Interviewee 1: Damien Moody
1. How do you identify yourself and when did you realize this?

I am a gay black male who has sex change plans. If I can fully remember……I was between 6-9. I had a strange attraction to men but hid my real sexuality for many years due to judgement and also the verbal and physical abuse because people knew and thought I was gay. I also met a lot of Homophobic bullies.

2. What was/is the hardest thing about your experience with identifying yourself and how do/did you cope with it?

The hardest thing I ever went through was the abuse I endured from bullies at schools I went to as well as the drama I suffered because of my oldest brother. He used to bully and abuse me mainly calling me gay slurs and threatening me.

I just suffered the abuse for years until I was old enough to fight back and stay away

3. Are you proud of who you are and is there any person/thing in particular that currently inspires you?

I am very happy with who I became and I will be happy with my future as well. My biggest inspiration is Rupaul.

4. What is some advice that you would give to others in the process of “coming out” and accepting him/herself?

Don’t let anyone stop you from being you. Rupaul say all the time ” If u can’t love yourself, how in the hell you gonna love someone else?” No matter what…… You cannot love or accept anyone before you love and accept yourself. I don’t care if your gay, bisexual, bi-curious, transgendered, transsexual…….you must be you and do not let anyone stop your shine. I been through abuse, bullying, suicide attempts and so much more and survived putting God first. You can do it to and prayer answers every question you have.

Interviewee 2: Keyana Smith

1. How do you identify yourself and when did you realize this?

I identify myself as a lesbian and I realized this when I didn’t like talking to boys or when they did not interest me. When I dated my current girlfriend and I felt comfortable with myself.

2. What was/is the hardest thing about your experience with identifying yourself and how do/did you cope with it?

This was when I was comfortable with myself but I knew my family wouldn’t like it, so I thought that I would take my life. I was thinking that I didn’t want to let my family down so I’d rather take my life before I do that.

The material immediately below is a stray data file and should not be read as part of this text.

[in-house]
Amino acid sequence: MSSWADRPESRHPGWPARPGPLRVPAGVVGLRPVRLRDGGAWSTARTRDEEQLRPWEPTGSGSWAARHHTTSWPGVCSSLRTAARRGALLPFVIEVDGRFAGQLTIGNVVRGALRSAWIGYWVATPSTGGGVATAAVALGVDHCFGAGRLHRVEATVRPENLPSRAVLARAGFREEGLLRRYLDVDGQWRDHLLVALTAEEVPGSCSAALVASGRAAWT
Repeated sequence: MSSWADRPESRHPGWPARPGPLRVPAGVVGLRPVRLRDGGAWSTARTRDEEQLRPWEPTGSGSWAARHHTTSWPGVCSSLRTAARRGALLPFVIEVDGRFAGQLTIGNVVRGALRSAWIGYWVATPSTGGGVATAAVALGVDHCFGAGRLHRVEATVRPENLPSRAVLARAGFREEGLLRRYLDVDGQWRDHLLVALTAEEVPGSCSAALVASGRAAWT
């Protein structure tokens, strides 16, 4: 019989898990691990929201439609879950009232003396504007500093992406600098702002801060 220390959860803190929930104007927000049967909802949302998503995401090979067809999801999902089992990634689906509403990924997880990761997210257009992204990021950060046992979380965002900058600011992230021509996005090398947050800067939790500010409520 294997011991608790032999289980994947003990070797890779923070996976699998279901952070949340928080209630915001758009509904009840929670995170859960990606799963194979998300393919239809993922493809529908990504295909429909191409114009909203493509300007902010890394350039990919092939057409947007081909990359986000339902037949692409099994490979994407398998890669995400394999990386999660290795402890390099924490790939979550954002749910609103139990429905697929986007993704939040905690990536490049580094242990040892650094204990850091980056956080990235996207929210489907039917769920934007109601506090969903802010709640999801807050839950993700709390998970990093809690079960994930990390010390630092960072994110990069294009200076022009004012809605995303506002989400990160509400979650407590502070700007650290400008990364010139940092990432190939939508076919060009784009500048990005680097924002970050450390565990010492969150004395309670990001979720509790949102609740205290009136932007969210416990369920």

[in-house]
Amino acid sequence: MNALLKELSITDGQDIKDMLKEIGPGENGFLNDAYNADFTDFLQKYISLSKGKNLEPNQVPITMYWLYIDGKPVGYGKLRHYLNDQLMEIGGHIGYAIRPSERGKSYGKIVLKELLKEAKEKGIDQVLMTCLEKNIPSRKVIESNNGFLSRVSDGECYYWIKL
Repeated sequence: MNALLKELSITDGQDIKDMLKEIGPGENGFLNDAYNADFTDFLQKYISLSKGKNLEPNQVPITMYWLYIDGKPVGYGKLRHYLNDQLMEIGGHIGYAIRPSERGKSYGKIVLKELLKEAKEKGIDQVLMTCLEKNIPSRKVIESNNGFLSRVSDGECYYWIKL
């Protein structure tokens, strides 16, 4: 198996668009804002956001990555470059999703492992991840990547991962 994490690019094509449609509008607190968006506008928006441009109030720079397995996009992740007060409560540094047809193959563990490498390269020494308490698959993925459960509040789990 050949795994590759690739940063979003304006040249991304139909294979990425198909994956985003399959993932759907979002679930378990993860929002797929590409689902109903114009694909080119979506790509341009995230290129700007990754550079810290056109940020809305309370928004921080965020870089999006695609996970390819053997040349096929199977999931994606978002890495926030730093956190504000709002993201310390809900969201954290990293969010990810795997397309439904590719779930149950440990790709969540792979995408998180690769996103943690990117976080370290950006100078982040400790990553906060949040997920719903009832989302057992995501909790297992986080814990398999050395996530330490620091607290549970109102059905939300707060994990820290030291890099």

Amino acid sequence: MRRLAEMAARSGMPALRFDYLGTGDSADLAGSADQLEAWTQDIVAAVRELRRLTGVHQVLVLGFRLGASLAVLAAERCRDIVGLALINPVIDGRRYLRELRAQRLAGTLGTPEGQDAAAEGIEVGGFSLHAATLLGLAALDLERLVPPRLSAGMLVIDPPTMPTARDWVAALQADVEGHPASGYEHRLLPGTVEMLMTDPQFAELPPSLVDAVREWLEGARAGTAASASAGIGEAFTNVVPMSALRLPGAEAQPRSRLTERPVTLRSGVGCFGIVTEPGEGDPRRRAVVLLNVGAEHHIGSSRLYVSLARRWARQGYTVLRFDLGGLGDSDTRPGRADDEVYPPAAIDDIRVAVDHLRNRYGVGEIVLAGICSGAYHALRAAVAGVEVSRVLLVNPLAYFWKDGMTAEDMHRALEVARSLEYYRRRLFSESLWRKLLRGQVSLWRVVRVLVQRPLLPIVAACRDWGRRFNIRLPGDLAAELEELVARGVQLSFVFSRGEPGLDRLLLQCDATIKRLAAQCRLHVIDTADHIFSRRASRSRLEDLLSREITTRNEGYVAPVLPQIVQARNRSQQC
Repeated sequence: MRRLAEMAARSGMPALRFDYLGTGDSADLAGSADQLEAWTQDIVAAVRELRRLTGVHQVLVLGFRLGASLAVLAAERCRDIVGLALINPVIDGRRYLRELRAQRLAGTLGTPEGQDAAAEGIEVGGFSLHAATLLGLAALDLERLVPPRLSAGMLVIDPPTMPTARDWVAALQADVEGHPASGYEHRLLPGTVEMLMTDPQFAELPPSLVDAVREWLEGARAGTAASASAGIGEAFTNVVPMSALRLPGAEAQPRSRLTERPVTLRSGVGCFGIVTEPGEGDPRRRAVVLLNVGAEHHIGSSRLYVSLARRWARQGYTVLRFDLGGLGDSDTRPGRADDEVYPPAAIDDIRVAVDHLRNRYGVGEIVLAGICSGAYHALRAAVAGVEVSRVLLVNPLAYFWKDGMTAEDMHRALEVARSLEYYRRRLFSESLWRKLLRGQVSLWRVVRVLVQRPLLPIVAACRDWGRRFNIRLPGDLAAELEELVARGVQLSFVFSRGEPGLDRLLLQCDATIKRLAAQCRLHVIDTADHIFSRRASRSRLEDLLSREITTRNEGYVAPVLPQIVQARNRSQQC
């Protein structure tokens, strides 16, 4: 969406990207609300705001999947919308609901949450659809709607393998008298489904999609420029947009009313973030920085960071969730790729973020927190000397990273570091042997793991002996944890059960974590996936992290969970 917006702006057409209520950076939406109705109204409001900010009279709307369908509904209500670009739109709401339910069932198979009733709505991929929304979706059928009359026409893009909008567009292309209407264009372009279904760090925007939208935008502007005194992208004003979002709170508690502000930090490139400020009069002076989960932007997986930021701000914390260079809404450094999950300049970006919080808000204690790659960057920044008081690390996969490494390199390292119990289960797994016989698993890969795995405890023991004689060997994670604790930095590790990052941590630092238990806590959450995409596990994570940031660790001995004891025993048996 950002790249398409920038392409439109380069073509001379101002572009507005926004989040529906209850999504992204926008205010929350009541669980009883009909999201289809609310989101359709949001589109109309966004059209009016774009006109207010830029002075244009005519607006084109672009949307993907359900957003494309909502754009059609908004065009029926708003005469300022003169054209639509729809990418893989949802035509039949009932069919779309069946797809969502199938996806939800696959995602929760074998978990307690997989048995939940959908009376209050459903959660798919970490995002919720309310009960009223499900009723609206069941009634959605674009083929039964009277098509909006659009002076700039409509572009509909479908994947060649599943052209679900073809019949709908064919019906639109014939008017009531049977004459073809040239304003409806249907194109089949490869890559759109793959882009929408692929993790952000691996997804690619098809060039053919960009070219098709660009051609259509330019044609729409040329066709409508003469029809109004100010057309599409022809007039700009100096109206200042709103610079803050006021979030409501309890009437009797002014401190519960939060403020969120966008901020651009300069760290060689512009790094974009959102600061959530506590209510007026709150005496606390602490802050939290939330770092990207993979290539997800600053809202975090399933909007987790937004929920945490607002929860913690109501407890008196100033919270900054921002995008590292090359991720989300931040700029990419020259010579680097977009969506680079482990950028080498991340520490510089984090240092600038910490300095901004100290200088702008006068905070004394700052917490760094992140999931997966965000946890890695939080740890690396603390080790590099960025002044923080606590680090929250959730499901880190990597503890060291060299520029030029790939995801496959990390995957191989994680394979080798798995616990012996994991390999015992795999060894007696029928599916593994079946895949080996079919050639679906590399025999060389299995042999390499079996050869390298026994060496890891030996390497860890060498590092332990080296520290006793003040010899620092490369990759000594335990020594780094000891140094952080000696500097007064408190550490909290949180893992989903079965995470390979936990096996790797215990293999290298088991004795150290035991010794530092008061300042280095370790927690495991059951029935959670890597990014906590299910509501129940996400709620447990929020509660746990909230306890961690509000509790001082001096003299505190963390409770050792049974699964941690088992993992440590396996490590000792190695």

3. Are you proud of who you are and is there any person/thing in particular that currently inspires you?

I am very proud of who I am and my girlfriend inspires and lets me know every day that I need to be proud of that.

4. What is some advice that you would give to others in the process of “coming out” and accepting him/herself?

That you should come out and love yourself. People are going to talk about you but the best thing you can do is be you. Never live for someone else because of how you think they will react because at the end of the day you have to make yourself happy and live for you.

 A special thanks to Damien Moody and Keyana Smith for their bravery in sharing their stories. Sometimes, it is the most difficult thing that is the most instrumental. There are a plethora of people who struggle with the choice of whether to express their real, true love for self and others. This month and all months we at Save the Charms encourage all individuals to be open-minded and defy society’s attempt to define love in the one-dimensional context that it often appears.

Here are a list of websites that offer support for acceptance and the process of identity formation:

http://lgbt-social-group.meetup.com/cities/us/pa/philadelphia/

http://www.cision.com/us/2011/06/top-10-lgbt-websites-and-blogs/

http://www.itgetsbetter.org/